• With Dave Gone, His Time Slot Cools Off With Crime-Drama Repeats
    What's replacing "Letterman" on CBS? Bet you didn't know this, but it's not Stephen Colbert -- it's "The Mentalist"! No sooner had David Letterman closed up shop on CBS Wednesday night than a rerun of "The Mentalist" took up his time slot the very next night. And reruns of this former CBS crime series, which ended its seven-season run on the network in February, are scheduled for 11:35 p.m. for the foreseeable future -- although it's possible that other crime-drama reruns will also be cycled in over the next few months.
  • Letterman's Long Good-bye: In Final Show, Dave Did It His Way
    David Letterman's final "Late Show" was self-indulgent and over-long, but you might also say he earned the right to take as much time as he needed to say his good-byes. And if the final show, seen Wednesday night on CBS, came across as a mish-mash, then so be it. His fans probably loved it and hung on every word and nuance because with each passing moment, the end was drawing near.
  • Deconstructing Dave: Letterman's Late-Night Saga Ends Tonight
    David Letterman's farewell show, airing tonight on CBS, had better be a work of staggering genius if Letterman is to live up to all the praise that has been showered on him. It's probably accurate to say Letterman brought a fresh perspective to the idea of the TV talk show -- one that represented more of an evolution than a revolution. For me, what set Letterman apart was the way in which we all felt we had come to know him personally, although we never actually did.
  • Stephanopoulos Debacle Reveals Politicos And Journos Are Too Chummy
    The George Stephanopoulos debacle now unfolding at ABC News is a symbol of the inappropriate chumminess that has set in between a certain class of journalists in this country and the people they are supposed to cover. It boils down to one key question: How can Stephanopoulos be in position to serve as the face of ABC's political coverage going into a presidential election season in which his friends the Clintons are playing a huge part -- with one of them, Hillary -- seeking the presidency?
  • 'Mad Men' Finale: For Don Draper, There's No Place Like 'Om'
    "Mad Men" ended its run Sunday night on a surprisingly upbeat note. Most notably, Don Draper actually smiled -- an expression not completely unprecedented for him during the seven-season run of this series. Nevertheless, this particular smile seemed to indicate that Don had achieved a degree of inner peace, at least for now.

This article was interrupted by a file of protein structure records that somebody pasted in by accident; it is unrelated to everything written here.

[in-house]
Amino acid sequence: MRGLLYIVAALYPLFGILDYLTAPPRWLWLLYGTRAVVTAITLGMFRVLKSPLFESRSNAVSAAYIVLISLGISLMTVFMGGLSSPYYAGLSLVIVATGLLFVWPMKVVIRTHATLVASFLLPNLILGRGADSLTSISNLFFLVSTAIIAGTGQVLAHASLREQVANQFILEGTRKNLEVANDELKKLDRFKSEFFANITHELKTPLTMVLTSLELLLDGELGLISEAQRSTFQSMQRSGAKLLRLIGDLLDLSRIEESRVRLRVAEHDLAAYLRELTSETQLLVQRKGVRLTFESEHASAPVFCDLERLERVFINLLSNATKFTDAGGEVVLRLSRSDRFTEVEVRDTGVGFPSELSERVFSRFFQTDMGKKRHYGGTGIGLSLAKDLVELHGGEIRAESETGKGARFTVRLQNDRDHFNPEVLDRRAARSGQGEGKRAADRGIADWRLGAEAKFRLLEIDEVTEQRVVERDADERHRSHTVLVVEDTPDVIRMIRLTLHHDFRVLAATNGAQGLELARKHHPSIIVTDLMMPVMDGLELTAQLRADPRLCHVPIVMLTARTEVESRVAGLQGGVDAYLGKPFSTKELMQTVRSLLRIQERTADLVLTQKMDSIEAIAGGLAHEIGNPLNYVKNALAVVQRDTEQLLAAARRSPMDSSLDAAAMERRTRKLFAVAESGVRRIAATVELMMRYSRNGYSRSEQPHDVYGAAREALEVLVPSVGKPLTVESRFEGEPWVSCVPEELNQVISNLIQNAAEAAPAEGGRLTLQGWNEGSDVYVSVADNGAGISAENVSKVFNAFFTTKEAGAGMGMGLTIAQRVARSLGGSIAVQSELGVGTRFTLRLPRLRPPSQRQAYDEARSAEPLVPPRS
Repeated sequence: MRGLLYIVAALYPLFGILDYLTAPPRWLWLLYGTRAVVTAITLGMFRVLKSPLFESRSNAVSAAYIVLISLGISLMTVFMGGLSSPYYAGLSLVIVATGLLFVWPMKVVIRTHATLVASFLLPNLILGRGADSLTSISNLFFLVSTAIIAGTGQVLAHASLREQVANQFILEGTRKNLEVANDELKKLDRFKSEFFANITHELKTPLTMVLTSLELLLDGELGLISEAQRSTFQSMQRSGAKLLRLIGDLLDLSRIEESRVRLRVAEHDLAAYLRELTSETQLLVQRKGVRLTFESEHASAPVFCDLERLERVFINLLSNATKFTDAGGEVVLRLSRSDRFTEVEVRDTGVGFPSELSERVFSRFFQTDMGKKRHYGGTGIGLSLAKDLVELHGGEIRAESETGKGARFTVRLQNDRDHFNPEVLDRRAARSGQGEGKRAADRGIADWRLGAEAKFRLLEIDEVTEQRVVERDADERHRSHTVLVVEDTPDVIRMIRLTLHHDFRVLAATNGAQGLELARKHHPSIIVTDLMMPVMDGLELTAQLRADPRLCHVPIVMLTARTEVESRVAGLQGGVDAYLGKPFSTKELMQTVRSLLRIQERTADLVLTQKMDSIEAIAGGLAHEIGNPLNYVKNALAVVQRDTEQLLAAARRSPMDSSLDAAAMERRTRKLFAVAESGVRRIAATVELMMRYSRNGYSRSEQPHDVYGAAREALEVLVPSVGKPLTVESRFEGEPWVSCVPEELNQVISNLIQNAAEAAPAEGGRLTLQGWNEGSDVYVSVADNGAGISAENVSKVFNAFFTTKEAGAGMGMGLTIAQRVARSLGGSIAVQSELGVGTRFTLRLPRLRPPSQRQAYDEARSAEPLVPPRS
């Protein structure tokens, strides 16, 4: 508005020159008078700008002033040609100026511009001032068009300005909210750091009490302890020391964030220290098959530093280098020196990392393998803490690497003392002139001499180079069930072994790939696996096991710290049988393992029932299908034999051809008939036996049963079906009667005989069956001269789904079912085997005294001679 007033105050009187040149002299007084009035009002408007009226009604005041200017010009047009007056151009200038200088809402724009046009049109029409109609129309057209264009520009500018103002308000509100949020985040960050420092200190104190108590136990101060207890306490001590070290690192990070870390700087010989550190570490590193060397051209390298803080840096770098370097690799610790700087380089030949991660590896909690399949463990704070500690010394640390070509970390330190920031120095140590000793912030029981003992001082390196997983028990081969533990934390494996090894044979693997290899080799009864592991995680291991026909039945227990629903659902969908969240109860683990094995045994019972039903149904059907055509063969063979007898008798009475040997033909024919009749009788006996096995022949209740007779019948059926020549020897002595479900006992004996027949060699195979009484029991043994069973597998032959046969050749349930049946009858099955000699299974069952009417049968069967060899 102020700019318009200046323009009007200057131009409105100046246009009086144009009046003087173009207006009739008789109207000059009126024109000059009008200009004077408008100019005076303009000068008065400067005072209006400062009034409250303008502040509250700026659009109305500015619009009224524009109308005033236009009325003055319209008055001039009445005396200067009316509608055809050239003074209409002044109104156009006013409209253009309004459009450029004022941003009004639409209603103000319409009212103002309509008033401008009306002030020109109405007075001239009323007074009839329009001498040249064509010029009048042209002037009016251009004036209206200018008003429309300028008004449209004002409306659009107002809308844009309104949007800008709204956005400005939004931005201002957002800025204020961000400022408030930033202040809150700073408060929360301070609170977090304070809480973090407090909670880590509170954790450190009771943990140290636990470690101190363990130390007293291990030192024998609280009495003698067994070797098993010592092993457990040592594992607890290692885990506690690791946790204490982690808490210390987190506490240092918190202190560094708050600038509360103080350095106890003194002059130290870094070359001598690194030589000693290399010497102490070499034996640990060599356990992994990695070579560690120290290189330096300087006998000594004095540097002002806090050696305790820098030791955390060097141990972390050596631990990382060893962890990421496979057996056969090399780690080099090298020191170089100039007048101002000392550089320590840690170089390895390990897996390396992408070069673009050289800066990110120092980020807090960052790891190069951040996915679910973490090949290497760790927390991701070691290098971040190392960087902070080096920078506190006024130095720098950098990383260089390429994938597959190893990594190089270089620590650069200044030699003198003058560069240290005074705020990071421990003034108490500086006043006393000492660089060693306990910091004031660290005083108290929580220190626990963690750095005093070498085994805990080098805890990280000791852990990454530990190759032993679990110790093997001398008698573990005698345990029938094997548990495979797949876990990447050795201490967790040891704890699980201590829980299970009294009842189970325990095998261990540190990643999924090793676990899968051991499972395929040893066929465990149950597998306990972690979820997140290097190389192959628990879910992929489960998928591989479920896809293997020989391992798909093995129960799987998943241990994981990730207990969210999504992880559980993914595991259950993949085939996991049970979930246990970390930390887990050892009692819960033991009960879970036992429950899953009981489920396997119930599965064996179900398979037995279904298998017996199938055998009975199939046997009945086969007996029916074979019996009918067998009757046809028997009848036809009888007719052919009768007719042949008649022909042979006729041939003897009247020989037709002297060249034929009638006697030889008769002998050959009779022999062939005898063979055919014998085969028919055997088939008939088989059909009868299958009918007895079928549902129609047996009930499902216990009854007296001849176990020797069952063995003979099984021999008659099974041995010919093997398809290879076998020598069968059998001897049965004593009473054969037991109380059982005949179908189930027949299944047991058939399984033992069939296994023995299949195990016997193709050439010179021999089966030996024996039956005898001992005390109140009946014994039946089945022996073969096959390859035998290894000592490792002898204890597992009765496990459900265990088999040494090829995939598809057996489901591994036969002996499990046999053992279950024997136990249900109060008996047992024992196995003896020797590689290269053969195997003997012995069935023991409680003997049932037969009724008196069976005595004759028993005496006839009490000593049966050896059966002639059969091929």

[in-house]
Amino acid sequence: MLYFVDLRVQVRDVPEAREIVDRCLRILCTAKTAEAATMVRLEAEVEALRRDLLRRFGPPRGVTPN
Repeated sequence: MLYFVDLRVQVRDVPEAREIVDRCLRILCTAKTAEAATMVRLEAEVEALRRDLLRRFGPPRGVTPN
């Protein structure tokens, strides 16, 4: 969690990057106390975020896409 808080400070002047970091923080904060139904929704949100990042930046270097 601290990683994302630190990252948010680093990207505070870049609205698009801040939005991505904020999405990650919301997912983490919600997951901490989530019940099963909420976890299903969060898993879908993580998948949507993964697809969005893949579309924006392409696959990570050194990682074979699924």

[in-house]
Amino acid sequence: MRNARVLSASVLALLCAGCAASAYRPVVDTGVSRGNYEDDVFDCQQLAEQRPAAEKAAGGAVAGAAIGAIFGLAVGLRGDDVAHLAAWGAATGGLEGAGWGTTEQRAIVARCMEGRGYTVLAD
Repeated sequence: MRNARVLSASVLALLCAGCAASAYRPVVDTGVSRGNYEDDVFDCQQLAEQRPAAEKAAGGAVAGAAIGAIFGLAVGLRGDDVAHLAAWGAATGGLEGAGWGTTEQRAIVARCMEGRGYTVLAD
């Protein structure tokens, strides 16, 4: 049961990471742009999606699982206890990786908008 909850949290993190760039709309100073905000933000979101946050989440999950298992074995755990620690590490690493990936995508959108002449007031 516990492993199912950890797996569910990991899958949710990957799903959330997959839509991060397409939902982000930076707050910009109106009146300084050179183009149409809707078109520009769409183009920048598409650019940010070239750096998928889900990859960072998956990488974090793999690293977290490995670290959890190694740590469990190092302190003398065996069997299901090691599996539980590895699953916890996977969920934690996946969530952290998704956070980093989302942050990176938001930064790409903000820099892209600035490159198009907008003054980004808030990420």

• Juvenile Seat-Saving Must Cease, And Other Upfront Observations
    Can we do away with all the seat-saving at the upfronts, please? There, I said it -- and hopefully it's something that many are thinking in the wake of the New York upfronts, which concluded Thursday night with the NBC Cable event at the Javits Center. Don't act like you don't know what I'm talking about. It is a huge annoyance and everybody knows it. It is the saving of rows and rows of prime seats for colleagues, "team" members, friends and associates that occurs moments after the doors are thrown open for the upfronts.
  • Five Questions We'd Like Answered In The 'Mad Men' Finale
    "Mad Men" will have to pack a lot into this coming Sunday's series finale if we are to learn the fates of all of the show's principal characters. Last week's episode neglected so many characters that it will take some sort of miracle of storytelling to catch up with all of them in the series finale. If we don't quite learn the fates of all of the "Mad Men" characters, the hope here is that we will at least get the answers to some important questions.
  • Small Town, Big Mystery: 'Wayward Pines' Is Top-Notch Miniseries
    A new miniseries premiering tomorrow night on Fox raises a question that comes up often when one contemplates the mysteries of the TV biz. In the case of this 10-part suspense miniseries -- titled "Wayward Pines" and directed and produced by M. Night Shyamalan -- the question is this: Why on Earth is this miniseries being scheduled at the very tail end of the "official" network TV season? Whatever the reasons behind the scheduling of "Wayward Pines," this is one impressive miniseries.
  • HBO Movie About Singer Bessie Smith Is Off-Key
    Unless I missed it somehow, the one recording for which blues singer Bessie Smith is most famous is not included in the HBO movie called "Bessie" about the singer's life. The song was "St. Louis Blues," and Smith's 1925 recording, featuring Louis Armstrong on cornet, is widely viewed as a seminal moment in the history of 20th-century popular music -- in this case, the moment when a recording by an African-American woman singing a song drawn from the black-American experience crossed over to become a hit among white audiences.
  • How's Dave Doing? We Asked His Friend, Tom Dreesen
    Only eight shows remain for David Letterman until he leaves late-night TV after an extraordinary run of 33 years. How's he feeling about the approach of his final show May 20? I asked comedian Tom Dreesen, Dave's close friend of more than 40 years, and one of the nation's top stand-up comedians.
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